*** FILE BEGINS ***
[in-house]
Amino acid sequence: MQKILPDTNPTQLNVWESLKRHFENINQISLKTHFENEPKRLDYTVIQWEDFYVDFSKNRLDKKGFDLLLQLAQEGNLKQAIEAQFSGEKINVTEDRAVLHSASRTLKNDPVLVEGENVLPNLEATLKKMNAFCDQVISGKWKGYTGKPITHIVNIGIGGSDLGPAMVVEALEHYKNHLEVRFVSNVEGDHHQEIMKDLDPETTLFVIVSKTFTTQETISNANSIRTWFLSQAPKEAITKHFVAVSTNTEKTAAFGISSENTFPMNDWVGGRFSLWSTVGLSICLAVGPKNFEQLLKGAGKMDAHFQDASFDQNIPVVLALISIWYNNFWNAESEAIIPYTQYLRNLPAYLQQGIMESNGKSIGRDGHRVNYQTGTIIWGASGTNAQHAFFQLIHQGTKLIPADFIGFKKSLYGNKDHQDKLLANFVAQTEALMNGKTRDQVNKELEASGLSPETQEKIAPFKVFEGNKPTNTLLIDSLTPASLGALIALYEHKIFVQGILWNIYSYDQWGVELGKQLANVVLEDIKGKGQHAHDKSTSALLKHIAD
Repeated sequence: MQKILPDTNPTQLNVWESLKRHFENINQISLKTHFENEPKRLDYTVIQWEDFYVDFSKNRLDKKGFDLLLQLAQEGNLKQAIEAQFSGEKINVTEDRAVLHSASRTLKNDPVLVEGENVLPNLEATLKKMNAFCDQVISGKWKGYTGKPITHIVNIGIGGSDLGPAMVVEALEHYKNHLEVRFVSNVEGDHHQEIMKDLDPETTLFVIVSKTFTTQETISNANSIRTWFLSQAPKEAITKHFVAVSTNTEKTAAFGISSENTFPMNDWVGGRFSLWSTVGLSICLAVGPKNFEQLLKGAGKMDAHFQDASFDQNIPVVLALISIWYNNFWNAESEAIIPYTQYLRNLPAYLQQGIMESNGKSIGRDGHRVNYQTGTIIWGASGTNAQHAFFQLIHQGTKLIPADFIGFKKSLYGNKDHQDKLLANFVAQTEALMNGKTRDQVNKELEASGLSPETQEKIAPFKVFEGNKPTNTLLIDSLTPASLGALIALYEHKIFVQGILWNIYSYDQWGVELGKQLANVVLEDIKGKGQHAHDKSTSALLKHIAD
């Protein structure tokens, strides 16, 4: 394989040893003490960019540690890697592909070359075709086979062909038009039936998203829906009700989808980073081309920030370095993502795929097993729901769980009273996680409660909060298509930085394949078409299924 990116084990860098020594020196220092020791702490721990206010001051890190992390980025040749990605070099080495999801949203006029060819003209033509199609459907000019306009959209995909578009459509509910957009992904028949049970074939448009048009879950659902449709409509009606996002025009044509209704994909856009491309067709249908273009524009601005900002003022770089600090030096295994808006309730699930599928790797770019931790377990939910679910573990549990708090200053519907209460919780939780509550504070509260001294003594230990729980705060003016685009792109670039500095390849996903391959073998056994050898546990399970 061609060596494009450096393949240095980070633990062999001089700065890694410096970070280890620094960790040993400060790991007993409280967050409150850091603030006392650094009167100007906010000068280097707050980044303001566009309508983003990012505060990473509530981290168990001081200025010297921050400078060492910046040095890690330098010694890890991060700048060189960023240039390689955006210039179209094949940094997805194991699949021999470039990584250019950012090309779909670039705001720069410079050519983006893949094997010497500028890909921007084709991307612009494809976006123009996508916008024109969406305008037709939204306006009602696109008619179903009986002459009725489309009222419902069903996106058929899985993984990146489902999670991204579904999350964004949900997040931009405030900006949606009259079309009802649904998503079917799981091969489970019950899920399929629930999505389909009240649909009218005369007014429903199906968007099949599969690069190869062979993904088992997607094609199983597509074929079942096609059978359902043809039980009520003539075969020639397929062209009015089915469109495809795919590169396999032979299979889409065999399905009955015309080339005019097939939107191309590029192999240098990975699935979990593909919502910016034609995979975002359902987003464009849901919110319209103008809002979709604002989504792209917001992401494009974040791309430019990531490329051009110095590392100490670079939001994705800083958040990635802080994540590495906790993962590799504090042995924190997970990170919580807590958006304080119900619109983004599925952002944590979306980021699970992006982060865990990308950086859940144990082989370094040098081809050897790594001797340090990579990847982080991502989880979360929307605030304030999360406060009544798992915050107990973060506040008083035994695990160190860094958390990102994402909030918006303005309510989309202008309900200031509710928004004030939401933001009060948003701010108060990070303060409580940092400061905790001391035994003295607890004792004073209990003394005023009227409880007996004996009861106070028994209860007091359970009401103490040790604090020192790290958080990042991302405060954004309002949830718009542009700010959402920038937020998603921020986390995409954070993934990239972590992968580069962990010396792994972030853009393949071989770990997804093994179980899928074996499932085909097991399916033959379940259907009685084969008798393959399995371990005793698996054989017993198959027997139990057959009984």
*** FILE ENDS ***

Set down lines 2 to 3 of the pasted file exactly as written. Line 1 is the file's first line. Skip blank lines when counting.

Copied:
Amino acid sequence: MQKILPDTNPTQLNVWESLKRHFENINQISLKTHFENEPKRLDYTVIQWEDFYVDFSKNRLDKKGFDLLLQLAQEGNLKQAIEAQFSGEKINVTEDRAVLHSASRTLKNDPVLVEGENVLPNLEATLKKMNAFCDQVISGKWKGYTGKPITHIVNIGIGGSDLGPAMVVEALEHYKNHLEVRFVSNVEGDHHQEIMKDLDPETTLFVIVSKTFTTQETISNANSIRTWFLSQAPKEAITKHFVAVSTNTEKTAAFGISSENTFPMNDWVGGRFSLWSTVGLSICLAVGPKNFEQLLKGAGKMDAHFQDASFDQNIPVVLALISIWYNNFWNAESEAIIPYTQYLRNLPAYLQQGIMESNGKSIGRDGHRVNYQTGTIIWGASGTNAQHAFFQLIHQGTKLIPADFIGFKKSLYGNKDHQDKLLANFVAQTEALMNGKTRDQVNKELEASGLSPETQEKIAPFKVFEGNKPTNTLLIDSLTPASLGALIALYEHKIFVQGILWNIYSYDQWGVELGKQLANVVLEDIKGKGQHAHDKSTSALLKHIAD
Repeated sequence: MQKILPDTNPTQLNVWESLKRHFENINQISLKTHFENEPKRLDYTVIQWEDFYVDFSKNRLDKKGFDLLLQLAQEGNLKQAIEAQFSGEKINVTEDRAVLHSASRTLKNDPVLVEGENVLPNLEATLKKMNAFCDQVISGKWKGYTGKPITHIVNIGIGGSDLGPAMVVEALEHYKNHLEVRFVSNVEGDHHQEIMKDLDPETTLFVIVSKTFTTQETISNANSIRTWFLSQAPKEAITKHFVAVSTNTEKTAAFGISSENTFPMNDWVGGRFSLWSTVGLSICLAVGPKNFEQLLKGAGKMDAHFQDASFDQNIPVVLALISIWYNNFWNAESEAIIPYTQYLRNLPAYLQQGIMESNGKSIGRDGHRVNYQTGTIIWGASGTNAQHAFFQLIHQGTKLIPADFIGFKKSLYGNKDHQDKLLANFVAQTEALMNGKTRDQVNKELEASGLSPETQEKIAPFKVFEGNKPTNTLLIDSLTPASLGALIALYEHKIFVQGILWNIYSYDQWGVELGKQLANVVLEDIKGKGQHAHDKSTSALLKHIAD